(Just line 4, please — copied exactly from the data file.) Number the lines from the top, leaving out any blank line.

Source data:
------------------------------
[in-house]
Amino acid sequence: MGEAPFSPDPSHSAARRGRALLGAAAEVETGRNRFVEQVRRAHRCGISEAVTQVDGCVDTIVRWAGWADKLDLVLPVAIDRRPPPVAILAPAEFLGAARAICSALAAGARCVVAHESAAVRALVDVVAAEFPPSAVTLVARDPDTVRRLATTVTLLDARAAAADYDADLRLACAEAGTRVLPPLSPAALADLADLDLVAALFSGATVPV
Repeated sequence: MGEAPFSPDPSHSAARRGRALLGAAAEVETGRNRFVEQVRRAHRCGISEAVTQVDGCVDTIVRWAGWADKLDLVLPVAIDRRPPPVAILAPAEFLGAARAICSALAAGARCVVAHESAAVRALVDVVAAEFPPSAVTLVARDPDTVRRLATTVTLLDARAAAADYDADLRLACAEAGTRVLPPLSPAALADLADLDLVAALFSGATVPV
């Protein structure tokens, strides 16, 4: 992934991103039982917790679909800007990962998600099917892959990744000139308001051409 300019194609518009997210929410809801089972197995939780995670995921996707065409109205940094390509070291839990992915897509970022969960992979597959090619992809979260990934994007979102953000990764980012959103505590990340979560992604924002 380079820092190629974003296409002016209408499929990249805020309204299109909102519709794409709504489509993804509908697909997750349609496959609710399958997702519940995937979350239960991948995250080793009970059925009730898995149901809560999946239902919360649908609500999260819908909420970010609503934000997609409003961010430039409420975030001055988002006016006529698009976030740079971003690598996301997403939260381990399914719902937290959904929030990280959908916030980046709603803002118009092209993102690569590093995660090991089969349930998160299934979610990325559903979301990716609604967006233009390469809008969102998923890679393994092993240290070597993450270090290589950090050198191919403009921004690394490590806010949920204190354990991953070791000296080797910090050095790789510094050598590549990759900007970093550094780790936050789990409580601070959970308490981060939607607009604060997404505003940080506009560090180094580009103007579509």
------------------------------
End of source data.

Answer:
């Protein structure tokens, strides 16, 4: 992934991103039982917790679909800007990962998600099917892959990744000139308001051409 300019194609518009997210929410809801089972197995939780995670995921996707065409109205940094390509070291839990992915897509970022969960992979597959090619992809979260990934994007979102953000990764980012959103505590990340979560992604924002 380079820092190629974003296409002016209408499929990249805020309204299109909102519709794409709504489509993804509908697909997750349609496959609710399958997702519940995937979350239960991948995250080793009970059925009730898995149901809560999946239902919360649908609500999260819908909420970010609503934000997609409003961010430039409420975030001055988002006016006529698009976030740079971003690598996301997403939260381990399914719902937290959904929030990280959908916030980046709603803002118009092209993102690569590093995660090991089969349930998160299934979610990325559903979301990716609604967006233009390469809008969102998923890679393994092993240290070597993450270090290589950090050198191919403009921004690394490590806010949920204190354990991953070791000296080797910090050095790789510094050598590549990759900007970093550094780790936050789990409580601070959970308490981060939607607009604060997404505003940080506009560090180094580009103007579509």